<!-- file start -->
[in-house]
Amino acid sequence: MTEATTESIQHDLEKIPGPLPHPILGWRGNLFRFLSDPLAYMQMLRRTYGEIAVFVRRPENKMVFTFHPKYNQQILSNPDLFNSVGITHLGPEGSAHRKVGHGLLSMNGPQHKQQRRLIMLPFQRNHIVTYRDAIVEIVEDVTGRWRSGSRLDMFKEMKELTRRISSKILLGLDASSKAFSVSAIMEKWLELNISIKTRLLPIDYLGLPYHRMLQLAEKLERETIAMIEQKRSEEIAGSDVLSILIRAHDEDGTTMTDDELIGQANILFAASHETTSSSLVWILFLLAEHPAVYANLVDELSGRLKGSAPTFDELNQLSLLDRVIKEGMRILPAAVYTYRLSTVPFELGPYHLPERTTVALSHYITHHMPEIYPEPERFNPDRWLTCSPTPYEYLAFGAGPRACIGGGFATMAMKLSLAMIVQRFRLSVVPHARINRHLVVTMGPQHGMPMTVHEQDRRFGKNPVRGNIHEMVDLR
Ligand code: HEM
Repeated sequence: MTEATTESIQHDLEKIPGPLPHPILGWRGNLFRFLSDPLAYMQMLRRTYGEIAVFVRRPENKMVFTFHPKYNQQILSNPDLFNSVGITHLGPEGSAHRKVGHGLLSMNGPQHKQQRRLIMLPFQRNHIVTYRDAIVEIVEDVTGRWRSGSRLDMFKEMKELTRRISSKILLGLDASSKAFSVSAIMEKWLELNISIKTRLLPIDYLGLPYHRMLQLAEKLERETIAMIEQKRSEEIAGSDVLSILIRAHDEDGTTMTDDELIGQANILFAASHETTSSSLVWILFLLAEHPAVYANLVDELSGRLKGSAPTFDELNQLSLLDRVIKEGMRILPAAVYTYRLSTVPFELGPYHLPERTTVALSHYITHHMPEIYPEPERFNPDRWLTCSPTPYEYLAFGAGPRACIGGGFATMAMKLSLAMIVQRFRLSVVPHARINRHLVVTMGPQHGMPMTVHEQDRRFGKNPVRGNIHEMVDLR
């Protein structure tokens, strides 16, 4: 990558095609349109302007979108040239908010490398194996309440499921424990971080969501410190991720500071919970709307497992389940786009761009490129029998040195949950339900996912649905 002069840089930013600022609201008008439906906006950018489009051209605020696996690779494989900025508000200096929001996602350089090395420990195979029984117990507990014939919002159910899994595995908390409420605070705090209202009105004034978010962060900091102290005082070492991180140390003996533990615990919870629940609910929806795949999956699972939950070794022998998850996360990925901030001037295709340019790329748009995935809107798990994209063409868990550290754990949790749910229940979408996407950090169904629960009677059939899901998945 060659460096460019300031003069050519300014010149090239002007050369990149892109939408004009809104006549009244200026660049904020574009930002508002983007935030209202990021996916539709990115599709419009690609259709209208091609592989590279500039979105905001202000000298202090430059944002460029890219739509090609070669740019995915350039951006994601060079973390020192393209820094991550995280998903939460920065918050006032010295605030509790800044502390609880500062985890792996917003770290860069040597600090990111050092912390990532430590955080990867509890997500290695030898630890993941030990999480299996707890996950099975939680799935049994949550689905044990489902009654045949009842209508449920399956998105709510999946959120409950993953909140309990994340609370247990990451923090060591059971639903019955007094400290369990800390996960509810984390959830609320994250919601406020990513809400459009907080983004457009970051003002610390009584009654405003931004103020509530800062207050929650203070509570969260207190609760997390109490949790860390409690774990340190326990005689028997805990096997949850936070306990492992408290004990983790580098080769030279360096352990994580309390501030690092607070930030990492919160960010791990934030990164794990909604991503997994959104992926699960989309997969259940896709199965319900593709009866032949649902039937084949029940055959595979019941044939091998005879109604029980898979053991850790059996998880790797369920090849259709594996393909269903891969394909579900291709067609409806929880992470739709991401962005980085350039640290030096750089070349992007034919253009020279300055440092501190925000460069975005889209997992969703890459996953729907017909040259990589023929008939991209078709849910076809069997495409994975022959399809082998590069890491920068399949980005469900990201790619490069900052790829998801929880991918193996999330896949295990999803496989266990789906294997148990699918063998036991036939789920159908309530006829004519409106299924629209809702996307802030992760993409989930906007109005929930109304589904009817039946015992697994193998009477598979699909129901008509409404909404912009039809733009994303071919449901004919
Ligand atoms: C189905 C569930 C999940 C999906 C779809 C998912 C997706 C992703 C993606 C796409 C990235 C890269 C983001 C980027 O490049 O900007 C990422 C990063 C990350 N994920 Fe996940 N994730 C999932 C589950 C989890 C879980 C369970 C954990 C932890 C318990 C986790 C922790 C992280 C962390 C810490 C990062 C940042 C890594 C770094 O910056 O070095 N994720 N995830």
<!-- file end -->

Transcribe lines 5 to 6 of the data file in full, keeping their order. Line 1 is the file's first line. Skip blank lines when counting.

């Protein structure tokens, strides 16, 4: 990558095609349109302007979108040239908010490398194996309440499921424990971080969501410190991720500071919970709307497992389940786009761009490129029998040195949950339900996912649905 002069840089930013600022609201008008439906906006950018489009051209605020696996690779494989900025508000200096929001996602350089090395420990195979029984117990507990014939919002159910899994595995908390409420605070705090209202009105004034978010962060900091102290005082070492991180140390003996533990615990919870629940609910929806795949999956699972939950070794022998998850996360990925901030001037295709340019790329748009995935809107798990994209063409868990550290754990949790749910229940979408996407950090169904629960009677059939899901998945 060659460096460019300031003069050519300014010149090239002007050369990149892109939408004009809104006549009244200026660049904020574009930002508002983007935030209202990021996916539709990115599709419009690609259709209208091609592989590279500039979105905001202000000298202090430059944002460029890219739509090609070669740019995915350039951006994601060079973390020192393209820094991550995280998903939460920065918050006032010295605030509790800044502390609880500062985890792996917003770290860069040597600090990111050092912390990532430590955080990867509890997500290695030898630890993941030990999480299996707890996950099975939680799935049994949550689905044990489902009654045949009842209508449920399956998105709510999946959120409950993953909140309990994340609370247990990451923090060591059971639903019955007094400290369990800390996960509810984390959830609320994250919601406020990513809400459009907080983004457009970051003002610390009584009654405003931004103020509530800062207050929650203070509570969260207190609760997390109490949790860390409690774990340190326990005689028997805990096997949850936070306990492992408290004990983790580098080769030279360096352990994580309390501030690092607070930030990492919160960010791990934030990164794990909604991503997994959104992926699960989309997969259940896709199965319900593709009866032949649902039937084949029940055959595979019941044939091998005879109604029980898979053991850790059996998880790797369920090849259709594996393909269903891969394909579900291709067609409806929880992470739709991401962005980085350039640290030096750089070349992007034919253009020279300055440092501190925000460069975005889209997992969703890459996953729907017909040259990589023929008939991209078709849910076809069997495409994975022959399809082998590069890491920068399949980005469900990201790619490069900052790829998801929880991918193996999330896949295990999803496989266990789906294997148990699918063998036991036939789920159908309530006829004519409106299924629209809702996307802030992760993409989930906007109005929930109304589904009817039946015992697994193998009477598979699909129901008509409404909404912009039809733009994303071919449901004919
Ligand atoms: C189905 C569930 C999940 C999906 C779809 C998912 C997706 C992703 C993606 C796409 C990235 C890269 C983001 C980027 O490049 O900007 C990422 C990063 C990350 N994920 Fe996940 N994730 C999932 C589950 C989890 C879980 C369970 C954990 C932890 C318990 C986790 C922790 C992280 C962390 C810490 C990062 C940042 C890594 C770094 O910056 O070095 N994720 N995830």